OT: An article on preparing for the Pandemic
I am encouraged that ARWR and ALNY/VIR are working on SARS2...if they work as expected, siRNAs could make a real difference in treatment/prophylaxis and (maybe) raise the profile of this new class of drugs.
Below is an article that blew me away...I was worried about what was then called the 'Wuhan virus' back in January, and went to a hardware store to pick up N95 masks, later rounding up latex gloves and disinfectant wipes-I gave them to my family members along with some quick training on how to use PPE (my best line is "just channel Howie Mandel")...but I guess I was a laggard compared to this guy in Canada who saw it coming (BTW, I recommend the Defoe book-eerie how many of the things we are doing today were done in the 1600s to deal with the plague):
New Brunswick politician who crushed the COVID-19 curve is a virus whisperer
Dominic Cardy did something he almost never does last Christmas and went to Costa Rica for a holiday, his first vacation, of any kind, in years. Costa Rica had sun, beaches, tropical fruit drinks and, as it turns out, the BBC World News channel reporting on an unidentified pneumonia in China.
The story instantly grabbed Cardy’s attention. The 49-year-old Minister of Education for New Brunswick was, in his words, a “weird kid,” with some weird interests, including plagues. Cardy remembers visiting his grandmother in England and going to a church cemetery to check out the “plague pits,” mass graves used to bury victims of the Great Plague that swept over England in 1665-66.
“My grandmother had a copy of Journal of a Plague Year by Daniel Defoe,” Cardy says. Naturally, he read the book, and others, and when the BBC story about a mysterious illness interrupted his holiday bliss, he started digging for more information, calling his contacts, some in public health, that he met while working in Southeast Asia for a not-for-profit promoting democracy.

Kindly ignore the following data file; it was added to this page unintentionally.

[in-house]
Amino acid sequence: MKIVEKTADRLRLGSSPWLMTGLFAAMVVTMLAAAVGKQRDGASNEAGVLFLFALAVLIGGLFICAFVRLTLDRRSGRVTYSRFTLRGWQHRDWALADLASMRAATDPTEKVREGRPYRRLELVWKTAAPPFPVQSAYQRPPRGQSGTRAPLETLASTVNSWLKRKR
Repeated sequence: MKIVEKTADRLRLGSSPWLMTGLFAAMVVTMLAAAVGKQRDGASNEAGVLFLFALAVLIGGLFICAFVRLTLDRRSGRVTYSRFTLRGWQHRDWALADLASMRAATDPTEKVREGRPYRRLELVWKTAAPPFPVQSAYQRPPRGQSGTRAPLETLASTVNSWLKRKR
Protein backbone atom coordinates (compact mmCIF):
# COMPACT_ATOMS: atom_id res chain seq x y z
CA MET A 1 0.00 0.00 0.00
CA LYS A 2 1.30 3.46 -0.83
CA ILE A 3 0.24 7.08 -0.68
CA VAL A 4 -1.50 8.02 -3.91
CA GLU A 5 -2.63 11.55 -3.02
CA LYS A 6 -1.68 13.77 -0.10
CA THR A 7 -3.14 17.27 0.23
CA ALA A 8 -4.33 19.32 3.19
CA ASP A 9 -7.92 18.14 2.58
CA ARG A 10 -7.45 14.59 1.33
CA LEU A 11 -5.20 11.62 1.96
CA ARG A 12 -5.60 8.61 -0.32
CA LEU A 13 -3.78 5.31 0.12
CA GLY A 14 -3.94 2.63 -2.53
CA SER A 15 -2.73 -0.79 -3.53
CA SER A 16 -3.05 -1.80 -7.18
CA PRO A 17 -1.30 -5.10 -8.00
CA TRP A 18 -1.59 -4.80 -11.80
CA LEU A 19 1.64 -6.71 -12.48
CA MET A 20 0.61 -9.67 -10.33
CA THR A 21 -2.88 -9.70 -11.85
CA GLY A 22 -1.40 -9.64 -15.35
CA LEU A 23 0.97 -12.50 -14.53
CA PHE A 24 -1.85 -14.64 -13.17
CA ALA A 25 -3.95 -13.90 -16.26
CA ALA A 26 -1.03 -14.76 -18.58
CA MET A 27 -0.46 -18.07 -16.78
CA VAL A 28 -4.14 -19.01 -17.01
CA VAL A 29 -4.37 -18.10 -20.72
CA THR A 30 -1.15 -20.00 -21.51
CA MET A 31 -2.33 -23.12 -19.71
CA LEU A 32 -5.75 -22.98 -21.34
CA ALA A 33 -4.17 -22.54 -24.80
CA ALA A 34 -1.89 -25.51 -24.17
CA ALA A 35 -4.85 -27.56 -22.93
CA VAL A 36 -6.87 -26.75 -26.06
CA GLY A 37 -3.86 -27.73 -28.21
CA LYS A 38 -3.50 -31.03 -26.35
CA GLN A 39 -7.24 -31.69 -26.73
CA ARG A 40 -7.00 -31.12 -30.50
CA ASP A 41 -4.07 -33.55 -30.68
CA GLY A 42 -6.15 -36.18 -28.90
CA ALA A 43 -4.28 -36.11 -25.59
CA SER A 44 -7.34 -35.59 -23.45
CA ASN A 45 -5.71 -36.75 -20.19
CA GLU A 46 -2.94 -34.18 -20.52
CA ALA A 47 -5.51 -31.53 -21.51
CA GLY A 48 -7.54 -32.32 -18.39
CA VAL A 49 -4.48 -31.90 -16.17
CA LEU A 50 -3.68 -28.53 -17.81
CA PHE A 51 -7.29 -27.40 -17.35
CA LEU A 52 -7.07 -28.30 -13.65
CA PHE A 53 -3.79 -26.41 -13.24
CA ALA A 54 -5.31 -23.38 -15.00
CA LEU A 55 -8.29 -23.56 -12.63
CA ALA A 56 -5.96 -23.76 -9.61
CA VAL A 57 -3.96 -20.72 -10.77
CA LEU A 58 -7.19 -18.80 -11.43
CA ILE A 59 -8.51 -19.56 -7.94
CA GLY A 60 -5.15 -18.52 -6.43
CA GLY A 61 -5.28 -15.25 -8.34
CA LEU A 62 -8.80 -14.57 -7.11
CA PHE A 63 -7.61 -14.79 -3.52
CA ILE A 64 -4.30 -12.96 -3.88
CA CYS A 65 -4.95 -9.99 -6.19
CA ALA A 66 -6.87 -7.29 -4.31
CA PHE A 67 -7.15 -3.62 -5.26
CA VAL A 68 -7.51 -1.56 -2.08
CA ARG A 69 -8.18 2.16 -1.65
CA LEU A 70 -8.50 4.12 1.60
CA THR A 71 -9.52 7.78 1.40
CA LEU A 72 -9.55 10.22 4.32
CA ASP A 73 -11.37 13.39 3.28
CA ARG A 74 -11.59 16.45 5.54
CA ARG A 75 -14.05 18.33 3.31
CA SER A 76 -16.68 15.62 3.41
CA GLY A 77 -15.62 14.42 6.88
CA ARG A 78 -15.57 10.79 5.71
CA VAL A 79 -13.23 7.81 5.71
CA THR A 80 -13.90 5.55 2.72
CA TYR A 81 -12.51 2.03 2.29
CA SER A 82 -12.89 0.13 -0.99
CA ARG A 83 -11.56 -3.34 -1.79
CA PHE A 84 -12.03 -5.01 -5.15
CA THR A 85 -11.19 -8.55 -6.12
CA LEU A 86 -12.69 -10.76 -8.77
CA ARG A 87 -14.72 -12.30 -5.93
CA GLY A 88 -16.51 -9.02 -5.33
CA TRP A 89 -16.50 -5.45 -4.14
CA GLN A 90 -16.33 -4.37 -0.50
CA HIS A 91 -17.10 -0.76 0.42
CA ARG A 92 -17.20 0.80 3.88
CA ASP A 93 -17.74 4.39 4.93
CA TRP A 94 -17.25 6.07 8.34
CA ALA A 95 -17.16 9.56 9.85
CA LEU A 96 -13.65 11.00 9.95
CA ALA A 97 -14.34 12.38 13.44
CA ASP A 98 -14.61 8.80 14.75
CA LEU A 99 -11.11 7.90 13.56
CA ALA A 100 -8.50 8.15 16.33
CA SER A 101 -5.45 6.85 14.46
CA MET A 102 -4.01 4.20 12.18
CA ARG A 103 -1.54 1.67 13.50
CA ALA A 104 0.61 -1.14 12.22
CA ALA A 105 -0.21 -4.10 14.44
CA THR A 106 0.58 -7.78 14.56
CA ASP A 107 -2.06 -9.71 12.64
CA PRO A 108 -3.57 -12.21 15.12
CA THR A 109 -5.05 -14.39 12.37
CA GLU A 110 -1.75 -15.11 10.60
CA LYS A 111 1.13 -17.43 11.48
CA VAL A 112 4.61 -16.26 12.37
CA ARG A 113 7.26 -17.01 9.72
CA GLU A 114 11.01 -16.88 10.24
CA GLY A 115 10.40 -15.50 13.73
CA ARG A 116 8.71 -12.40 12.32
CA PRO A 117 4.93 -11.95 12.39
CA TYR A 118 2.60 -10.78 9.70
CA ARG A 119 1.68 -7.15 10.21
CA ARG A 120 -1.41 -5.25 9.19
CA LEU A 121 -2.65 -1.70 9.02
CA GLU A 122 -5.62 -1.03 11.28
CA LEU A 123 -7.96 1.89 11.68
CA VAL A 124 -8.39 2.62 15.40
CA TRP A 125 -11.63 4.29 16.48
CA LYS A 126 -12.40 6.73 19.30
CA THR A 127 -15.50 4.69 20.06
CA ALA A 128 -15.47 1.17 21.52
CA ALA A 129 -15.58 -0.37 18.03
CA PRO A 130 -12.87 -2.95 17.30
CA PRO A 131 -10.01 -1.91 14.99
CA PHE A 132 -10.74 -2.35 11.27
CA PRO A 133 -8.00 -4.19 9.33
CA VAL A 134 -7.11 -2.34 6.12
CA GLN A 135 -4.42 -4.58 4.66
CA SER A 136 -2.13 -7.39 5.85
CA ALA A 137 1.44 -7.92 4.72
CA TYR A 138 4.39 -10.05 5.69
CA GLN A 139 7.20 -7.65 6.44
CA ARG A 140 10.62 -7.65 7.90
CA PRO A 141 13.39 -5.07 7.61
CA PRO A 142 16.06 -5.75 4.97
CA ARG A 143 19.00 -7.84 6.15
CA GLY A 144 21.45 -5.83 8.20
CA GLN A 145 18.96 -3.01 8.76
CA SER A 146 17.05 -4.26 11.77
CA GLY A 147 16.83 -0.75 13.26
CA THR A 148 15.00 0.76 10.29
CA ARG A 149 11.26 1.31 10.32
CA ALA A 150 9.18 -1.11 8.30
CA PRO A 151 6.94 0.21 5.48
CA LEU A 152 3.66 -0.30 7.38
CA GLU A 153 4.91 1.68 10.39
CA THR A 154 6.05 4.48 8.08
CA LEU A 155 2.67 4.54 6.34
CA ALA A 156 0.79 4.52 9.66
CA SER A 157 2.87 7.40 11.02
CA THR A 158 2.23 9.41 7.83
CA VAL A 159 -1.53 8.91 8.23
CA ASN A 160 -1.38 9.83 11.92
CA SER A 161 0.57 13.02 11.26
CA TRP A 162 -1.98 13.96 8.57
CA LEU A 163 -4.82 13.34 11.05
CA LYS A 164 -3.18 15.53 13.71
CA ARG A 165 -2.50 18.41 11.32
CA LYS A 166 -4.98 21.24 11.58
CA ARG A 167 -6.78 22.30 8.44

Cardy’s friends overseas were worried, which made him even more worried, and doubly so since the stories of the strange new illness were emerging from China, a country with a government that isn’t famous for its transparency.
“History is filled with people who spend their time just before a crisis hits saying, ‘It is overblown, what could possibly go wrong?’ ” Cardy says.
In New Brunswick — with 120 confirmed COVID-19 cases, 118 recoveries, no deaths and no active cases currently in hospital — it has been a story of what could possibly go right, and Cardy deserves a good deal of credit for it. The province was the first to lockdown, and has been one of the first to open up again. Its nursing homes didn’t become COVID-horror shows. Its government hit it out of the park.
When Canada’s chief public health official, Dr. Theresa Tam, was talking about there being no need to “panic,” and raising alarms instead about the internet-wacko fringe targeting Canadians of Chinese descent with racist comments on social media in late January, a little known Progressive Conservative education minister in a small Maritime province was fully panicking. Cardy was preparing to pitch his premier’s top aide on the need to take drastic action to stop a killer virus.
Cardy, indeed, kept watch on the news out of Asia upon his return from Costa Rica. When he was invited to two Super Bowl parties in early February, he went to the one hosted by Louis Leger, chief of staff for his boss, Premier Blaine Higgs. Cardy doesn’t know anything football. But he knew enough to grab some couch-time next to Leger.
Leger asked, what worried him most?
“We are in a minority government with all sorts of political challenges and I think that was what Louis was expecting me to answer, but I said, I am worried about this new virus. And he said, ‘Really?’ ”
Cardy kept on talking, and over the next few weeks, he and Leger would talk some more, until the premier’s staffer asked him to put together a report on the virus and be prepared to present it at a caucus retreat on Feb. 24.